Vertical Airflow Pre-Coolers™ Reduce Pre-Cooling Time and Save Energy Costs

Vertical Airflow Pre-Coolers™ can help savvy produce operators, to save pre-cooling time, which increases shelf life and quality for fruit and vegetables.

Global Cooling Inc., one of the leading innovators worldwide in forced air-cooling systems, designed and built the first prototypes several years ago.  Now, after three seasons of use and fine-tuning, Global feels confident about launching the product line worldwide.
“We think this is the future of the industry,” explained Global’s founder, Jim Still.  “Vertical airflow pre-coolers cost a little more than tarp tunnels, but the advantages are overwhelming.”

The vertical airflow pre-coolers’ main advantage is that they do not suffer from the pressure drops typical of tarp tunnels.  “This means that the cooling temperatures are much more uniform,” Still continued, “and the seven-eighths cooling time is reduced.”
This is because every pallet or bin is located at the same distance from the pressure fans and cooling coils.  “And not with some being right next to the source, and others being 20 feet away from it.”

The vertical airflow pre-coolers also require a smaller footprint, or floor space, than do tarp tunnels, saving valuable warehouse or cold room real estate.

Finally, each vertical airflow pre-cooler is provided in its own insulated panel enclosure, to prevent new loads from reheating loads ready to finish, and can have doorways at both ends, providing for first-in, first-out, product handling.  “It’s also safer and faster, from a material handling and flow viewpoint, to have loading at one end, and unloading at the other,” concluded Still.

“Pre-cooling” – which is the term for quickly reducing the temperature of fresh harvested fruit and vegetables, to ideal temperatures – greatly helps to extend the shelf life and net weight to sell, of almost all fresh produce.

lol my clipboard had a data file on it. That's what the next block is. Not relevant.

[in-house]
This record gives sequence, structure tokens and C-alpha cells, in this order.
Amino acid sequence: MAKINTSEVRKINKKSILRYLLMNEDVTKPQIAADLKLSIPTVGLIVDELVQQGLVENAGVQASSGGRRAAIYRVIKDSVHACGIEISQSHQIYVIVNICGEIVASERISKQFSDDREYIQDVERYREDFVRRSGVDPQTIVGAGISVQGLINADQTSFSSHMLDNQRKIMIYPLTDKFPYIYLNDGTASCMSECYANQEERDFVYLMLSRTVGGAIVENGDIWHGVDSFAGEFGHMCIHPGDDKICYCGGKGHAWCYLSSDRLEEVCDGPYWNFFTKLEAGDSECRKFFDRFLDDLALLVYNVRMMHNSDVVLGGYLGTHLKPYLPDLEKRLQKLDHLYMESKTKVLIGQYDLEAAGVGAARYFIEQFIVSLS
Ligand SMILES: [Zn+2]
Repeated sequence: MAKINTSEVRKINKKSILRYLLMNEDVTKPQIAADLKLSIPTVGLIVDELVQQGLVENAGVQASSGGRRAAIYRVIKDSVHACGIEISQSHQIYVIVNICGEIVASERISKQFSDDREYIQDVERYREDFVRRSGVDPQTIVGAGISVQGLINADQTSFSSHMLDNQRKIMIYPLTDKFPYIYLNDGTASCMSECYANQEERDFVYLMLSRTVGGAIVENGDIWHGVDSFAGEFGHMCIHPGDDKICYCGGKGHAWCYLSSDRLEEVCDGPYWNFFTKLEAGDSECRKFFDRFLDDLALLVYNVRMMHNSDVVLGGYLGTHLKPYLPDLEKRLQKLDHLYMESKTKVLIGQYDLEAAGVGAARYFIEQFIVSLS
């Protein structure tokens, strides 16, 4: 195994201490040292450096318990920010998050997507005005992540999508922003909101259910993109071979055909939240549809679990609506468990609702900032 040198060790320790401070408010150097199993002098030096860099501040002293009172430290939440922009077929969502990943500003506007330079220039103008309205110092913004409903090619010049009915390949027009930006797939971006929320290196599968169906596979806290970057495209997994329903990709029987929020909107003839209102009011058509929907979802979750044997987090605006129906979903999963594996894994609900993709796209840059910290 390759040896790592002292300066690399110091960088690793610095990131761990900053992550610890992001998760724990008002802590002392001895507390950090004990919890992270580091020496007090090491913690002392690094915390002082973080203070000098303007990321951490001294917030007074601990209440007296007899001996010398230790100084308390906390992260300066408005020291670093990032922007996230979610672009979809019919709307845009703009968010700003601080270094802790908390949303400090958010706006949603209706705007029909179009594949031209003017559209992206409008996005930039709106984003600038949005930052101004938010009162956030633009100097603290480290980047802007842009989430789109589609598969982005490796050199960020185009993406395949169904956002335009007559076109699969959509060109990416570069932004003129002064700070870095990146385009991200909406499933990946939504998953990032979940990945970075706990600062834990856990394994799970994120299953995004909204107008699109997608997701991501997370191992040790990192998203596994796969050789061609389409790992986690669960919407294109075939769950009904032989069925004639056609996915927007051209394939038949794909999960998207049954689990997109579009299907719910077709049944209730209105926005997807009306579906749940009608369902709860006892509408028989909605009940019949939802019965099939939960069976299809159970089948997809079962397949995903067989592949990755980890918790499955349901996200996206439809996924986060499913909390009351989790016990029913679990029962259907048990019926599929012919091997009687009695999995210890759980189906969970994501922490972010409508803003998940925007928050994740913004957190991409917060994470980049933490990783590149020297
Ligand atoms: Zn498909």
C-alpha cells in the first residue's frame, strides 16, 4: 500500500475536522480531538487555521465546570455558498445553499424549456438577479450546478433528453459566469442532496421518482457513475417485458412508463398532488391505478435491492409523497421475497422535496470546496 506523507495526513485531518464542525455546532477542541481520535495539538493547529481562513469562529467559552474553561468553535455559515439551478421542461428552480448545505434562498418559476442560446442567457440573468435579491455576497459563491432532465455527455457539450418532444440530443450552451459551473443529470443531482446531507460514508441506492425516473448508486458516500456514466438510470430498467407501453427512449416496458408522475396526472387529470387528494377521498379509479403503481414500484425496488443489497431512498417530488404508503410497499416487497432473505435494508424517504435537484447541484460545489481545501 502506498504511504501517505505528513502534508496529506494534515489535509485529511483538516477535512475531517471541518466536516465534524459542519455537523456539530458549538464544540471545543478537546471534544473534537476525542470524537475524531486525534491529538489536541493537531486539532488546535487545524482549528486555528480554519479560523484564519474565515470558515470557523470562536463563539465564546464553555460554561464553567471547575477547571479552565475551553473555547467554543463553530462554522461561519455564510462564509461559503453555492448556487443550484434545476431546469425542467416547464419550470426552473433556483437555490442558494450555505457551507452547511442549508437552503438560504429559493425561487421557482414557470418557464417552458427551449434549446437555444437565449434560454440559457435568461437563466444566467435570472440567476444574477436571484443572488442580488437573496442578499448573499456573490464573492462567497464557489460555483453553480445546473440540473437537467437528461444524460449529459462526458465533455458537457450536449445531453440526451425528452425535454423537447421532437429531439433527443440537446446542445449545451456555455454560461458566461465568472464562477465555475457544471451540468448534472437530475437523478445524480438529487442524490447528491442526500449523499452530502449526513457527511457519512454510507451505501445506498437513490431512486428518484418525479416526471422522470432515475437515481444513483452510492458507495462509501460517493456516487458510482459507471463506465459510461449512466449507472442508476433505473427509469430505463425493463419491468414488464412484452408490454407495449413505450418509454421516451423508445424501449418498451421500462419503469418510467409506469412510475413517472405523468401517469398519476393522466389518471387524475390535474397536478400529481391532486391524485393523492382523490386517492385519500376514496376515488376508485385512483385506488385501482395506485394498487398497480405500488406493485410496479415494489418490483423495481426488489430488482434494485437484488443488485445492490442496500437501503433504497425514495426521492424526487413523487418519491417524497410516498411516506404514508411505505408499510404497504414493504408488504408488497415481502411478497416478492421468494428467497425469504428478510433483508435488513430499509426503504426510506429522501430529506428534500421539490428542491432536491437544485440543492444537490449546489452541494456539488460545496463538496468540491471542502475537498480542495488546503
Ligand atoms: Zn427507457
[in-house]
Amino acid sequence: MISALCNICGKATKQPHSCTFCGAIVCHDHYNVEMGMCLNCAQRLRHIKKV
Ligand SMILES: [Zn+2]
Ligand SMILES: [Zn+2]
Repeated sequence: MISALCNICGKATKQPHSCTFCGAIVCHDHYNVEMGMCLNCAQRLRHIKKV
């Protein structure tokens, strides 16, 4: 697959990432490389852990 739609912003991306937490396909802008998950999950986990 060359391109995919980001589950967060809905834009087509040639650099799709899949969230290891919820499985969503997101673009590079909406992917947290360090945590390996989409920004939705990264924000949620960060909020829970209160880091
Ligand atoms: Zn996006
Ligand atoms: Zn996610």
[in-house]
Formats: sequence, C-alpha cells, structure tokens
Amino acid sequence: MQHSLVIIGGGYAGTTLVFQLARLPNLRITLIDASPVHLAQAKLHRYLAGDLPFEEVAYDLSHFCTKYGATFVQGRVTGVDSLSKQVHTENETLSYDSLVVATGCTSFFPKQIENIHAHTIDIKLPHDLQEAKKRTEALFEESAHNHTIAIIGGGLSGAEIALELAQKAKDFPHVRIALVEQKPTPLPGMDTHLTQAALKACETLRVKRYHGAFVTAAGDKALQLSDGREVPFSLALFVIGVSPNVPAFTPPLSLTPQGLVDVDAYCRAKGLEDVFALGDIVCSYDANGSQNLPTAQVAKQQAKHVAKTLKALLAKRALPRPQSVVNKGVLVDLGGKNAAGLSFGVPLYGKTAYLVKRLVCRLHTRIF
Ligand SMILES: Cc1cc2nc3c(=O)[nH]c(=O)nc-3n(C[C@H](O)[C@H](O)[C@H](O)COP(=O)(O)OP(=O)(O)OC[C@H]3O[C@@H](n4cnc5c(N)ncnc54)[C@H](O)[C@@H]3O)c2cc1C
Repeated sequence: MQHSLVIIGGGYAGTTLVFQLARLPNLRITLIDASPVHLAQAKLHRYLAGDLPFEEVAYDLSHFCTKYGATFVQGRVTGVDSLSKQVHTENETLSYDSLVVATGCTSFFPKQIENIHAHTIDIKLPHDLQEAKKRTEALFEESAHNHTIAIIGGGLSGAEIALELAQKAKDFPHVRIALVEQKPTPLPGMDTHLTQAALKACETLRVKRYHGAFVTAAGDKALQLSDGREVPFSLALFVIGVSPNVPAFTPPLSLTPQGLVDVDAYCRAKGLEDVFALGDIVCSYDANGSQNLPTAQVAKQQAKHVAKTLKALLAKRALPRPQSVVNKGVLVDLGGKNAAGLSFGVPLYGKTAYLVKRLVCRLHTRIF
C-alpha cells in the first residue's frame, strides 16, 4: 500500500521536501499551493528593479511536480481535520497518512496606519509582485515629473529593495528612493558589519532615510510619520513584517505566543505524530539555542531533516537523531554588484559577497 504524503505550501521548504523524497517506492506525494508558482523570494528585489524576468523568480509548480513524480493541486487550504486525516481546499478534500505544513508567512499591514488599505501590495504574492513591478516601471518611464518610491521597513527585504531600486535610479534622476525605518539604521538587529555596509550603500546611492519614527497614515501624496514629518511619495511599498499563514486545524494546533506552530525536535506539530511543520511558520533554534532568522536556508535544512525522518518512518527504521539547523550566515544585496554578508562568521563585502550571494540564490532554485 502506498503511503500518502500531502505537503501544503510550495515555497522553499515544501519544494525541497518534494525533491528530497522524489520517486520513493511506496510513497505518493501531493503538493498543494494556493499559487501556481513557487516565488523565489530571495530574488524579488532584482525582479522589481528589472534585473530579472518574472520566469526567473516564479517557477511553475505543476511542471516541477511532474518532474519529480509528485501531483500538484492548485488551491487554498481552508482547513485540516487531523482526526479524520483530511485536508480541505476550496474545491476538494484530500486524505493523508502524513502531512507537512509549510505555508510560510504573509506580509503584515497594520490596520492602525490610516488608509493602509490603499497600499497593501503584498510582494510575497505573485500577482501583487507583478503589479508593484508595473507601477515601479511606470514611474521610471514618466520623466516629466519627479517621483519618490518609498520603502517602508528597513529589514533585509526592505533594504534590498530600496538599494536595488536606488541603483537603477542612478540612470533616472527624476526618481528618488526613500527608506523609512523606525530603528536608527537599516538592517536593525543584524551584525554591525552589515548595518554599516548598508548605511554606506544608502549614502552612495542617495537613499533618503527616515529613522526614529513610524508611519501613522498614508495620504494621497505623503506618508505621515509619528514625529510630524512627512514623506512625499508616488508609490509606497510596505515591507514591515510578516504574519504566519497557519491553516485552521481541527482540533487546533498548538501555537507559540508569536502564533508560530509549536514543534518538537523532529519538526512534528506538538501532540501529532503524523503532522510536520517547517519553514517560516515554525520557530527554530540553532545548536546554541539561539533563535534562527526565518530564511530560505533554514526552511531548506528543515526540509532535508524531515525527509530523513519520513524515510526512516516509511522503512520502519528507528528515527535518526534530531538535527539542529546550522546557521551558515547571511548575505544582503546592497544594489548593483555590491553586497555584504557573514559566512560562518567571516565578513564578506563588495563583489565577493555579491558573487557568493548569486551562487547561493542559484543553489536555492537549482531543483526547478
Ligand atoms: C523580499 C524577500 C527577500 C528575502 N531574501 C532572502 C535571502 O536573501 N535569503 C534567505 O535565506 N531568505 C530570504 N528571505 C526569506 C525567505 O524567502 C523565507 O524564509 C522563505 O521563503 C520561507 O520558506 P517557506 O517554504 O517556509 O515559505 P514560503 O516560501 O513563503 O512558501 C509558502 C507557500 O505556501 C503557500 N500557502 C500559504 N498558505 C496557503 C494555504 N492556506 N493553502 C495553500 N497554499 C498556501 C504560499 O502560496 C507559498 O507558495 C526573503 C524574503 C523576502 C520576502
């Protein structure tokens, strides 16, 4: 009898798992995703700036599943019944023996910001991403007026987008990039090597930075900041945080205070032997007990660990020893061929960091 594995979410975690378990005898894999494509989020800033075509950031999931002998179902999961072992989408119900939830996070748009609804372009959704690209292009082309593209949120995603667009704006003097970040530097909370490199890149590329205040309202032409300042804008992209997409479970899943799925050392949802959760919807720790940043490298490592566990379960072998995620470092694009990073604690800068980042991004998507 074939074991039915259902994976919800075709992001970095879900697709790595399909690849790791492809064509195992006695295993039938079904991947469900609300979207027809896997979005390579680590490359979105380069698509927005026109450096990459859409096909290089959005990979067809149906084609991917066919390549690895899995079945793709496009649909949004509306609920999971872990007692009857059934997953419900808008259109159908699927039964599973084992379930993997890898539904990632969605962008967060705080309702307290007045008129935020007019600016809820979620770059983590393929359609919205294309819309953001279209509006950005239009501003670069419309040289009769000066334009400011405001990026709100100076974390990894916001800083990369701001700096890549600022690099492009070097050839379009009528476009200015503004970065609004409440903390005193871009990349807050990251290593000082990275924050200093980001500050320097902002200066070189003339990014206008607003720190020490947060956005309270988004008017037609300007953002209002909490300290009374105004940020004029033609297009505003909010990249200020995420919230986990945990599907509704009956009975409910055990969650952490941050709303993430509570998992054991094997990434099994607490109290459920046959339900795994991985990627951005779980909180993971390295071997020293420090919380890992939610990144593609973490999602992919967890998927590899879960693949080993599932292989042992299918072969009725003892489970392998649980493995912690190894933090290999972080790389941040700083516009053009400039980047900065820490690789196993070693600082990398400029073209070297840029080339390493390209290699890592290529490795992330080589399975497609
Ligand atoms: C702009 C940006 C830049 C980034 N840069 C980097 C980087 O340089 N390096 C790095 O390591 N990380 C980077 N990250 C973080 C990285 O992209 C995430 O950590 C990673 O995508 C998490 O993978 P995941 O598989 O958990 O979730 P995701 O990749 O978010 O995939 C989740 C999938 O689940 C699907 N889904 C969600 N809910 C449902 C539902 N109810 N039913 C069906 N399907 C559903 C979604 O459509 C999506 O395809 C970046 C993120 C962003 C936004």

Global Cooling is a leading supplier of refrigeration designs to fresh fruit companies in the Philadelphia region, and exports worldwide.

Precooling information can be found at:
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Did You Know Fresh Grapes Last for 2 Months or Longer with Proper PreCooling?

Grapes are the oldest fruit known to man. The Spanish are credited  with the introduction of grapes to America over 300 years ago.

Grapes are grown in the temperate zones around the world including  Africa, Asia, Australia, Europe, North America and South America.

California is the United States’ major grape producer.

The majority of Northern Hemisphere harvesting occurs in late August to early October. The majority of Southern Hemisphere harvesting occurs between the months of February and April.

When grapes are harvested, the fruit temperature can be anywhere from 71°F to 98°F.  Proper storage temperature is 0°F to 1°F.

The faster grapes are cooled from harvest temperatures to the proper temperature, the longer their shelf life, and the less their water loss (water loss also causes stem rot.)

Special rooms known as forced-air pre-coolers are used for rapid cooling of grapes.  Most of these quick cooling tunnels are able to cool 10 or 12 pallets of grapes from 95°F to 36°F in 6 hours or less.  Each pallet weighs about 2,00o pounds, so that is 20,000 or 24,000 pounds of grapes at a time.

Ironically, forced-air pre-cooling can also itself cause moisture loss, so “Ultra High Humidity PreCoolers” are often used.

Another important factor in extending grape shelf life, is cooling delays from time of cutting to entering the precooler.